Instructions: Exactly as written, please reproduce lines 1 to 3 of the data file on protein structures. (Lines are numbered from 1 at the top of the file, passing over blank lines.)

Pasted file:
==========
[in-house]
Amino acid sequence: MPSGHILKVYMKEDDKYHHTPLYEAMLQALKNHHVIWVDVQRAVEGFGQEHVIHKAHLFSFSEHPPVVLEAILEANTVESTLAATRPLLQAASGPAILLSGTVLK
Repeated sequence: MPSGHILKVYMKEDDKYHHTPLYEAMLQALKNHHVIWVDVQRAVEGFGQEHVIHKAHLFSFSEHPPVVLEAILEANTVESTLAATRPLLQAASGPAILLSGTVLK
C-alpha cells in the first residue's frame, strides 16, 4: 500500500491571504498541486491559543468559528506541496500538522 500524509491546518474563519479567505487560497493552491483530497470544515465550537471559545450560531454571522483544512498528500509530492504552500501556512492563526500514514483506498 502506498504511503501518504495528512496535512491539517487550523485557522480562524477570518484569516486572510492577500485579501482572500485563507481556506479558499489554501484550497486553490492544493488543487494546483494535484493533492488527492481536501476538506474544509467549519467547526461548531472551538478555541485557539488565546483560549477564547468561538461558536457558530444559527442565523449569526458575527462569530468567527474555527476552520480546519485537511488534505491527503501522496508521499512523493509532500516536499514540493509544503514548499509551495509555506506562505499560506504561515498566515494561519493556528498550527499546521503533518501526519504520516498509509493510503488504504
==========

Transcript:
[in-house]
Amino acid sequence: MPSGHILKVYMKEDDKYHHTPLYEAMLQALKNHHVIWVDVQRAVEGFGQEHVIHKAHLFSFSEHPPVVLEAILEANTVESTLAATRPLLQAASGPAILLSGTVLK
Repeated sequence: MPSGHILKVYMKEDDKYHHTPLYEAMLQALKNHHVIWVDVQRAVEGFGQEHVIHKAHLFSFSEHPPVVLEAILEANTVESTLAATRPLLQAASGPAILLSGTVLK